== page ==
The working papers notion also contradicts statements from a TEA spokeswoman this week, who said that despite a story by the Atlanta Journal-Constitution which showed test scores in Houston and Dallas that were suspiciously high, there would be no investigation.

On Friday, TEA spokeswoman Debbie Ratcliffe said the state's erasure data was being used as part of an investigation.

"Sometimes we hear of an irregularity the day of the testing, sometimes it comes two years later," Ratcliffe said, adding that she did not know the status of the investigation based on 2008-2009 data.

The TEA investigated a number of schools in 2005 for test cheating, but the Dallas Morning News subsequently found even more instances in its own independent review. Houston ISD fired several teachers at the time.

The finding came as the TEA insisted that incidents of cheating in the state were rare. In an effort to stem dishonesty in testing, the TEA asked students to sign pledges of honor starting in 2007, among other things.

***
Contact Steve Miller at 832-303-9420 or stevemiller@texaswatchdog.org.

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Photo of No. 2 pencils by flickr user roswellsgirl, used via a Creative Commons license.

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View complaints to the Houston Office of Inspector General here
Tuesday, Mar 13, 2012, 12:59PM CST
By Steve Miller
Houston City Hall

In assembling the year’s worth of complaints to the City of Houston’s Office of the Inspector General, we engaged in a practice we loathe: Redaction.

It’s a common practice among government bodies when disseminating public information. We found that it is often done in a manner that makes no sense at all, as in the case of the Texas Windstorm Insurance Association.

When Texas Watchdog won a state Attorney General's opinion to gain access to some records in full, we found lawyers for TWIA had redacted words such as “and” and “draft,” often nonsensically.

We did it to protect the accused. In some cases, the allegations are incredibly inflammatory. It makes no sense to attach someone’s name to such a thing, so we went through 300-plus pages with a little program called PDF Pen and did our best to rid these documents of these names.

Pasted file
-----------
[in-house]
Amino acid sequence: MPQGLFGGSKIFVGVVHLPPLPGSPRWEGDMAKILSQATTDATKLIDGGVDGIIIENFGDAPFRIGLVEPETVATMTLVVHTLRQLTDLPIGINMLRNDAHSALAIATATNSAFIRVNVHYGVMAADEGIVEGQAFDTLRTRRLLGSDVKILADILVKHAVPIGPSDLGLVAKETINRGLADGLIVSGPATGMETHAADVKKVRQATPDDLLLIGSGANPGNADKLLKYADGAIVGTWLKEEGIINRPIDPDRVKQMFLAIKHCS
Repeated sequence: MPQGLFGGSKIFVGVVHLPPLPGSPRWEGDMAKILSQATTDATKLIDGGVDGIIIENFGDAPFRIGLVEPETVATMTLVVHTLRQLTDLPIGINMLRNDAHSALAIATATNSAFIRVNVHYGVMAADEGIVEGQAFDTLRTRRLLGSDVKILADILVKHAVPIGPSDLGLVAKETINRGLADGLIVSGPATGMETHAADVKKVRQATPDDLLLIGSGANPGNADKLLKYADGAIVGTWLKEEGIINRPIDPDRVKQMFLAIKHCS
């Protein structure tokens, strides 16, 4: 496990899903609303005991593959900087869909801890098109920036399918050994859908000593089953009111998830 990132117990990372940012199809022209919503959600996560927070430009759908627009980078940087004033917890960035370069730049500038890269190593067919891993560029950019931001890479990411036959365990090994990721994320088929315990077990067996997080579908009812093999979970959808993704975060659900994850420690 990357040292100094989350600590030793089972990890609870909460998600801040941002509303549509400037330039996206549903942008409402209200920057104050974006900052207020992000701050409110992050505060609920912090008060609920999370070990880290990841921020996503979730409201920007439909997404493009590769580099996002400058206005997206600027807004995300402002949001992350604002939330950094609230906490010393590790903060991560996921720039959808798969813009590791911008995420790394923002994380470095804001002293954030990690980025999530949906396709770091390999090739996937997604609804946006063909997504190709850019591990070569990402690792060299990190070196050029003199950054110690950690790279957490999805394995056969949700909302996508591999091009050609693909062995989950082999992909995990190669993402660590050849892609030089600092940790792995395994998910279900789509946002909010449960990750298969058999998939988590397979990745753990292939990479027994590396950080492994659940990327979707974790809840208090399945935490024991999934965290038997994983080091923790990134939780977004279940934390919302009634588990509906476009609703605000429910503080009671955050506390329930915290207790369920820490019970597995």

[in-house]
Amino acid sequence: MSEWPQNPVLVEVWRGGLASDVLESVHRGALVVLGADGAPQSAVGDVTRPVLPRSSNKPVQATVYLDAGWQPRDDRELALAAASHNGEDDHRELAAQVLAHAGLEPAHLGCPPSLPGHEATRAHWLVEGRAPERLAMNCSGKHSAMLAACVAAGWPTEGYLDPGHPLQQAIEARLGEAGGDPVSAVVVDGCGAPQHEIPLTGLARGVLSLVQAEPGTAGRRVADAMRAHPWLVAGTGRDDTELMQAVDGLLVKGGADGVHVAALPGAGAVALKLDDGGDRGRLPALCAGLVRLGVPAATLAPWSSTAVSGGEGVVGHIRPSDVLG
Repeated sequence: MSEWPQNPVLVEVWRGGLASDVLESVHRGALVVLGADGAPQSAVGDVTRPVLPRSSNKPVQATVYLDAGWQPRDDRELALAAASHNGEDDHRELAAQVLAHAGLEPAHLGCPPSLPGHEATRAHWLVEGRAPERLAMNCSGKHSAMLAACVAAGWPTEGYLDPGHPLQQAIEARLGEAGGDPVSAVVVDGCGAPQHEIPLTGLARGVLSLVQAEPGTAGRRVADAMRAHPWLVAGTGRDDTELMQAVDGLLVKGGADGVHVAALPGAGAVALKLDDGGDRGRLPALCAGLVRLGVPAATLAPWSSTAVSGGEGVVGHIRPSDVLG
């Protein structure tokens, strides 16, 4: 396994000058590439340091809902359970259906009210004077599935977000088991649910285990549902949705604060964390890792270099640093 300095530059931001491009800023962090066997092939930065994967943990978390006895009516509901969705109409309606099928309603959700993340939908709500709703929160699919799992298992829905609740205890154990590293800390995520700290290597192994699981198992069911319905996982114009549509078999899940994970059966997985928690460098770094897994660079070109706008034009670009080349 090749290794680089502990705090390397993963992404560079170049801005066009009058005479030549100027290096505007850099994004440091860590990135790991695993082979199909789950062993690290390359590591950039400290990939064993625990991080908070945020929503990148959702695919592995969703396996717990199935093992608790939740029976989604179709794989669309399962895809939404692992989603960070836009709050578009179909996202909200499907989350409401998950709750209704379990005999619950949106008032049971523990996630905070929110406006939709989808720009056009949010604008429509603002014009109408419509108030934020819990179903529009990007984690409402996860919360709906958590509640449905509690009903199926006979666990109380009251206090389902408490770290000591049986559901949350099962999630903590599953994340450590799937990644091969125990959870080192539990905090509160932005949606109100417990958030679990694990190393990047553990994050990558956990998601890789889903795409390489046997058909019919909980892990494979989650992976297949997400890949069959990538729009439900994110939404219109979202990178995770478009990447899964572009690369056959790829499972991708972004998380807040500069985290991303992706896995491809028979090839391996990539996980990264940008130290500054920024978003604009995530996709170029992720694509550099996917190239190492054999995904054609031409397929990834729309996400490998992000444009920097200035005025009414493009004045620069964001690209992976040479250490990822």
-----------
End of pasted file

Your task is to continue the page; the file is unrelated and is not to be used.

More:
On the other hand, the complaints against City Council members, some cops and Mayor Annise Parker remain unredacted. Because of their prominence, most of those complaints had already been reported widely.

Read the complaints filed between December 2010 and September 30, 2011 here. (The city redacted the complainants' names prior to releasing the records on guidance from the AG.)

The OIG has been a question mark since Parker and her city attorney, David Feldman, decided the city needed a more official inspector general. Their mission was an abject failure; their hand-picked inspector, former FBI agent Robert Doguim, was a sound choice, but he quit within 13 months because he didn’t have the authority he needed to make the office a true investigative body. It was more of a glorified human resources department with a $538,000 payroll.

Instead, he fielded the complaints you will read here, tales of people being passed over for promotions and raises, name calling, people objecting to people who swear, and declarations of racism, sexism and other prevalent social maladies. Doguim told Texas Watchdog in January that 25 percent of the complaints were referred back to the department heads.

“I wrote to Feldman to tell him they were referred back so the managers could do their jobs,” Doguim said.

So in Philadelphia, the office of the inspector general uncovers illicit contractor schemes and bribes. In Houston, the beefed-up inspector general's office manages to clear a council member accused of using her position to obtain clients for her private law practice.

***

Contact Steve Miller at 832-303-9420 or stevemiller@texaswatchdog.org.


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Photo of Houston City Hall by flickr user quadrant6ix, used via a Creative Commons license.

Sunshine Week 2012: Celebrating open government -- in Texas and around the nation
Monday, Mar 12, 2012, 03:50PM CST
By Steve Miller
sunshine

It’s that week again, the one where we celebrate the idea of transparency known as Sunshine Week.

At Texas Watchdog, every week is Sunshine Week, but it’s great to see there are still media outlets that find time and space to talk about the importance of an open government. You know, one in which the people who pay for the records actually get to see them.

  • The Austin American-Statesman does a fine job outlining the importance of the state’s Public Information Law, as well as noting some recent challenges.
  • USA Today notes that Texas is among the dozen or so states that still has laws that prevent the people from seeing who gets what kind of pension, laws that we have lamented for some time. You know things are going to move slow when the very people who would be subject to such information are charged with ruling on it.
  • The Fort Worth Star-Telegram does a sterling job with its own op-ed on keeping the government open. It, too, laments the lack of transparency regarding public pensions in Texas. In a ray of hope, its piece reports that state Rep. Lon Burnam (D-Fort Worth) will introduce legislation next session that would expose the dread “double dippers,” which the Star-Telegram and other media outlets have reported on as occurring as a pattern.

Here at Texas Watchdog, we base the bulk of our reporting on public information.

  • We exposed fraud and open records violations at the Texas Windstorm Insurance Association after records showed a pattern of malfeasance at the agency, which was eventually placed into state receivership.
  • With the help of public records, we exposed the flawed workmanship in weatherization of homes for the poor that cost $22 million in federal stimulus grants. We found coverups for the poor work, false claims of work performed and handiwork that wasn’t so handy, all taxpayer funded.

Here is our bible, the state Public Information Handbook.